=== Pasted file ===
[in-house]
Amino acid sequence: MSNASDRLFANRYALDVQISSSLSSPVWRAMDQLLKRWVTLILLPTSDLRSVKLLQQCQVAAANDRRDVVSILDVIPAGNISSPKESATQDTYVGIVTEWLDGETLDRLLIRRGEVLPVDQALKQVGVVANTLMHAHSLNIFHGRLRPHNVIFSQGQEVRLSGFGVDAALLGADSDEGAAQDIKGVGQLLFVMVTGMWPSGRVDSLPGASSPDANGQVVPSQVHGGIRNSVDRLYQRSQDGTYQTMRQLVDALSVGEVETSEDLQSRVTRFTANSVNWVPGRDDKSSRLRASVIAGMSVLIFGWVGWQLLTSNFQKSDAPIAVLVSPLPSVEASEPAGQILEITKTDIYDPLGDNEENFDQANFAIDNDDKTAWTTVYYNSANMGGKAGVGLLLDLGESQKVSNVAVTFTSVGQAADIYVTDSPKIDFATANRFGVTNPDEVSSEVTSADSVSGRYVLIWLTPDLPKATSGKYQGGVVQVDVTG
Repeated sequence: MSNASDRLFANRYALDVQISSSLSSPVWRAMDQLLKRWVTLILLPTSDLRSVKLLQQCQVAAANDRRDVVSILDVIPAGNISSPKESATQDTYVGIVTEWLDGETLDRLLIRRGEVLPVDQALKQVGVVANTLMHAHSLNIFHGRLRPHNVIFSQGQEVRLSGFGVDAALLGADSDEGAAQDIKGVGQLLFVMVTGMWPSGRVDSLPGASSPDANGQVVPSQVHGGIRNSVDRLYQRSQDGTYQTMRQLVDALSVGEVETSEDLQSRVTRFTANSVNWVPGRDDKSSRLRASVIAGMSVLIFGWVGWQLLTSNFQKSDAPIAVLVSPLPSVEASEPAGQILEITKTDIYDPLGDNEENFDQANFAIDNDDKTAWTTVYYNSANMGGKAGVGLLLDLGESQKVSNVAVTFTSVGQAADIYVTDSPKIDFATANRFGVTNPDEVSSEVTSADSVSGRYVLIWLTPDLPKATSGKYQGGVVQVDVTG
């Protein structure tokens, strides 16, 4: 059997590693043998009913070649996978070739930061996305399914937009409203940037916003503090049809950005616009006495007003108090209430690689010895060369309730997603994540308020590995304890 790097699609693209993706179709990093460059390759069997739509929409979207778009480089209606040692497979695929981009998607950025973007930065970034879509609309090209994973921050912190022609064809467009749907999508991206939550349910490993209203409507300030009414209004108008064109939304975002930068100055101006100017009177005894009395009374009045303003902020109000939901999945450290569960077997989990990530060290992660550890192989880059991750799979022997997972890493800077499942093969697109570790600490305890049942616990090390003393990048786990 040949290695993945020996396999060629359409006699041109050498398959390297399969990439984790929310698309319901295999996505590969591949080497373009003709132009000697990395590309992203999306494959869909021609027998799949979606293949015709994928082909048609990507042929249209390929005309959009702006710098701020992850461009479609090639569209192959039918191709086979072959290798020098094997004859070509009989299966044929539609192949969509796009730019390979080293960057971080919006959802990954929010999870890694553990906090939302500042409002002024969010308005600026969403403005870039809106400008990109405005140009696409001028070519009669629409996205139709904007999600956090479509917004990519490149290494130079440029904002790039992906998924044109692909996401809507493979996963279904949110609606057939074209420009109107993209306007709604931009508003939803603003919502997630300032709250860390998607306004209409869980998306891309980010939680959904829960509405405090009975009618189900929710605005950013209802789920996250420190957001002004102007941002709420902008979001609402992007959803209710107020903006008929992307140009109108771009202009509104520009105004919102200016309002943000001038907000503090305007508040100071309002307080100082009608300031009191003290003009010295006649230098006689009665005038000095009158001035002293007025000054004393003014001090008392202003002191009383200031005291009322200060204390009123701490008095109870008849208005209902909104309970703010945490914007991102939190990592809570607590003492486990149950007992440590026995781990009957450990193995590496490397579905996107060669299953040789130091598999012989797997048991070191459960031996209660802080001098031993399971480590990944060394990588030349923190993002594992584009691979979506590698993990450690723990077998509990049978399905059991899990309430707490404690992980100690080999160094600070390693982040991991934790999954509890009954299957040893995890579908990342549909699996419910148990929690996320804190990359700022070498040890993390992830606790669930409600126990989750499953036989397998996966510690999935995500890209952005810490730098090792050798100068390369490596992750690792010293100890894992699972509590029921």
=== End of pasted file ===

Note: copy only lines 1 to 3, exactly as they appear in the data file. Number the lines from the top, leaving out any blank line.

[in-house]
Amino acid sequence: MSNASDRLFANRYALDVQISSSLSSPVWRAMDQLLKRWVTLILLPTSDLRSVKLLQQCQVAAANDRRDVVSILDVIPAGNISSPKESATQDTYVGIVTEWLDGETLDRLLIRRGEVLPVDQALKQVGVVANTLMHAHSLNIFHGRLRPHNVIFSQGQEVRLSGFGVDAALLGADSDEGAAQDIKGVGQLLFVMVTGMWPSGRVDSLPGASSPDANGQVVPSQVHGGIRNSVDRLYQRSQDGTYQTMRQLVDALSVGEVETSEDLQSRVTRFTANSVNWVPGRDDKSSRLRASVIAGMSVLIFGWVGWQLLTSNFQKSDAPIAVLVSPLPSVEASEPAGQILEITKTDIYDPLGDNEENFDQANFAIDNDDKTAWTTVYYNSANMGGKAGVGLLLDLGESQKVSNVAVTFTSVGQAADIYVTDSPKIDFATANRFGVTNPDEVSSEVTSADSVSGRYVLIWLTPDLPKATSGKYQGGVVQVDVTG
Repeated sequence: MSNASDRLFANRYALDVQISSSLSSPVWRAMDQLLKRWVTLILLPTSDLRSVKLLQQCQVAAANDRRDVVSILDVIPAGNISSPKESATQDTYVGIVTEWLDGETLDRLLIRRGEVLPVDQALKQVGVVANTLMHAHSLNIFHGRLRPHNVIFSQGQEVRLSGFGVDAALLGADSDEGAAQDIKGVGQLLFVMVTGMWPSGRVDSLPGASSPDANGQVVPSQVHGGIRNSVDRLYQRSQDGTYQTMRQLVDALSVGEVETSEDLQSRVTRFTANSVNWVPGRDDKSSRLRASVIAGMSVLIFGWVGWQLLTSNFQKSDAPIAVLVSPLPSVEASEPAGQILEITKTDIYDPLGDNEENFDQANFAIDNDDKTAWTTVYYNSANMGGKAGVGLLLDLGESQKVSNVAVTFTSVGQAADIYVTDSPKIDFATANRFGVTNPDEVSSEVTSADSVSGRYVLIWLTPDLPKATSGKYQGGVVQVDVTG